The technical answer is actually "no, because SHA-256 with RSA-2048 Encryption is not a certificate hashing algorithm. However, SHA-256 is a perfectly good secure hashing algorithm and quite suitable for use on certificates, and 2048-bit RSA is a good signing algorithm (signing is not the same as encrypting). Using 2048-bit RSA with SHA-256 is a secure signing scheme for a certificate. Why would you think otherwise?
SHA-256 is a member of the SHA2 family of secure hash functions, and there are not currently any cryptographic weaknesses publicly known for SHA2. It might be less secure than SHA-512, but 256 bits is already completely impractical to brute force (we're talking about timeframes of hundreds of years even with the resources of a nation-state and assuming Moore's Law continues on track, or billions of years for currently-established technology). The only viable attacks would require finding a weakness in the hash algorithm itself, and it's not necessarily the case that SHA-512 would be more resistant to such an attack than SHA-256. There is a new SHA3 standard, but it's not yet widely implemented so your browser probably wouldn't be able to verify the certificate's signature at all if they used SHA3 in the signing algorithm.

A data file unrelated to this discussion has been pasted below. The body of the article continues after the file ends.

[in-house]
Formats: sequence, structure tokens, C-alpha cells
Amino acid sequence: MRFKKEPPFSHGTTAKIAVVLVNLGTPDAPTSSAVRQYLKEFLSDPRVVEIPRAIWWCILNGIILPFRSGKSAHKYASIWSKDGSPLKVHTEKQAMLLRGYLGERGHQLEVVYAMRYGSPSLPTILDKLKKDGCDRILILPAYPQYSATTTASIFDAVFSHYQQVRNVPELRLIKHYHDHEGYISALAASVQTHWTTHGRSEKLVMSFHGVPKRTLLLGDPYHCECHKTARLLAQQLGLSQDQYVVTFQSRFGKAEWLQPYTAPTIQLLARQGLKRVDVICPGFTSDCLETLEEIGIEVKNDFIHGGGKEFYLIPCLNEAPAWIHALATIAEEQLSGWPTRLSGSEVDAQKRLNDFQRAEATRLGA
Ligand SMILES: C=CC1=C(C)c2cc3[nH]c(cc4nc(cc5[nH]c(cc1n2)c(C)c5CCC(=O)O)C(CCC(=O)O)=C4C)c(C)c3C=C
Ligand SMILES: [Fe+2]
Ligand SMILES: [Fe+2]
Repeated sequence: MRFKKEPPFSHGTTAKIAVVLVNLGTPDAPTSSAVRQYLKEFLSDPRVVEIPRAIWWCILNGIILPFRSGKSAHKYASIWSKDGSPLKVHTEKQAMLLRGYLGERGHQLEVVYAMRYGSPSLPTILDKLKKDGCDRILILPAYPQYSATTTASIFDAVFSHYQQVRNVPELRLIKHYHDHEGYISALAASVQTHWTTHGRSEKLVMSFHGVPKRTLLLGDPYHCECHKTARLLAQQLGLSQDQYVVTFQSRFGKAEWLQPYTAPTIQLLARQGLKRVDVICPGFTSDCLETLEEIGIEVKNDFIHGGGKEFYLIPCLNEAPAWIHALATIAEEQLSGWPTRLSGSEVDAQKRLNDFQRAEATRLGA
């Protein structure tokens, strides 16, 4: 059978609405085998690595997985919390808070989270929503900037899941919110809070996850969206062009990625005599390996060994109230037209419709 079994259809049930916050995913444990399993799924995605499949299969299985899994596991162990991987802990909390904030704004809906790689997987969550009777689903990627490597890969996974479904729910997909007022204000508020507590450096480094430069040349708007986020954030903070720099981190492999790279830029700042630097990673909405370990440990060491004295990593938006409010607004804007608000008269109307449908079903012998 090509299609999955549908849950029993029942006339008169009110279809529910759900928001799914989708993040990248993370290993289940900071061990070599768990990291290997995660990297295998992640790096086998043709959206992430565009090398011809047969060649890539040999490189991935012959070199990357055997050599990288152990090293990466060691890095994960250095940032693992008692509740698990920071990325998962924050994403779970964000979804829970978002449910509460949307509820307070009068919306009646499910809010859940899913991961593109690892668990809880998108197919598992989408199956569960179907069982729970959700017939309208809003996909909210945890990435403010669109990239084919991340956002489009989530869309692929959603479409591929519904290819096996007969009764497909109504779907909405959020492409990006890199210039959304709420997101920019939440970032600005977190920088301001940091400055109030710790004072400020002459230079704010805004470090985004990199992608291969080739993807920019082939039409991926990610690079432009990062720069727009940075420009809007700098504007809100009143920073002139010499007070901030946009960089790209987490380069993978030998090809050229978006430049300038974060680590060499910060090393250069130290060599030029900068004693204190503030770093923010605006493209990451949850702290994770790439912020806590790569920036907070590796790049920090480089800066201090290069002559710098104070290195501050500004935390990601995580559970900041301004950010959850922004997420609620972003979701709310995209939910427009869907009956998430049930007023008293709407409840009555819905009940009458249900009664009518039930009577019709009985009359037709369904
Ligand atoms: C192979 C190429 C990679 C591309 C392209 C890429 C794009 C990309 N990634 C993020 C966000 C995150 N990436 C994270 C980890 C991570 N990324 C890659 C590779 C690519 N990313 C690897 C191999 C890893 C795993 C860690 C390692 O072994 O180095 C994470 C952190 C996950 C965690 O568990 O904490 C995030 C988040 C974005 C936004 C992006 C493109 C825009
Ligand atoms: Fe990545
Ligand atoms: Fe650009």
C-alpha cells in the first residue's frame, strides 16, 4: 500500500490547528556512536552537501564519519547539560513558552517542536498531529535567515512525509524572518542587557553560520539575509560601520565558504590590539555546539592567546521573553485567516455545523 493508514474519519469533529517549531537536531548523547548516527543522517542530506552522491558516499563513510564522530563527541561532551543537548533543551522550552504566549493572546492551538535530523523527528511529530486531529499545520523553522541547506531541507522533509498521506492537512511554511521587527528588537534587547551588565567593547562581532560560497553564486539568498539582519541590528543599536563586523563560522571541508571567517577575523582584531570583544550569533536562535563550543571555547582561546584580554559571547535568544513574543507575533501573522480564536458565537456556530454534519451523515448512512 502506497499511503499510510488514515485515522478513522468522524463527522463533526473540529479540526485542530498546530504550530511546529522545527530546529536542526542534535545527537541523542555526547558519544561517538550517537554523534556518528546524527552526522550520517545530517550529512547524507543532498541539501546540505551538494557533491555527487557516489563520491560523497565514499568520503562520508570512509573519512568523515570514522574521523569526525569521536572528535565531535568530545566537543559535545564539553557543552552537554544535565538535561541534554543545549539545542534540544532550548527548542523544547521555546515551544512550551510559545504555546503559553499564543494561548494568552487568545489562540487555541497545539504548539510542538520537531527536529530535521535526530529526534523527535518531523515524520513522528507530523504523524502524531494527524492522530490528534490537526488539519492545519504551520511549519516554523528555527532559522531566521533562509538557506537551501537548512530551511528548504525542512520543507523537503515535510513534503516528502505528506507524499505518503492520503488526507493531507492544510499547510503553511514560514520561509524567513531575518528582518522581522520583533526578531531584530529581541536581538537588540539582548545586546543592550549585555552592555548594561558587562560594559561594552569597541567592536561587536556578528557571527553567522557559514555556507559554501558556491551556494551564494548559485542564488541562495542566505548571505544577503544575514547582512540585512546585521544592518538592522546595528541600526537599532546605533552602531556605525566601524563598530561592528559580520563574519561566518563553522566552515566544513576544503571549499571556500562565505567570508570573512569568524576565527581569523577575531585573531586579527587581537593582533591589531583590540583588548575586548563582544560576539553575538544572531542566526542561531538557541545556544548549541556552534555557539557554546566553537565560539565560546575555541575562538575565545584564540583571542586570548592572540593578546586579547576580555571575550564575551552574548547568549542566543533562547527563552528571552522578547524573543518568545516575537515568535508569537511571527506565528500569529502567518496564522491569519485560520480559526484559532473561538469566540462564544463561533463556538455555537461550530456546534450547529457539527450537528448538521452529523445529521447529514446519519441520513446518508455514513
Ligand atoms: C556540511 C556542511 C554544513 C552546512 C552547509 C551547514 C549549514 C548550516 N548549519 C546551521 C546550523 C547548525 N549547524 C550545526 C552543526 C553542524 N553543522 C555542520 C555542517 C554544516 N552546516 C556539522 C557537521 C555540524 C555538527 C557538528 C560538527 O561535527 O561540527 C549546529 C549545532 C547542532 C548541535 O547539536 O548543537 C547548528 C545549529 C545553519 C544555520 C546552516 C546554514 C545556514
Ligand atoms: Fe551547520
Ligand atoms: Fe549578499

RSA is a current standard for public-key cryptography, and a properly-generated 2048-bit RSA key is strong enough to resist factoring for decades. You could use a 4096-bit key if you want to (it'll take a lot longer to generate, and slightly longer to use, but once the certificate's signature is verified that doesn't matter anymore), and that would take even longer to break. However, neither certificate is valid for more than two years anyhow. If you want a signature you can trust for 30 years or more, you might want to use something stronger than 2048-bit RSA, but for now that's fine.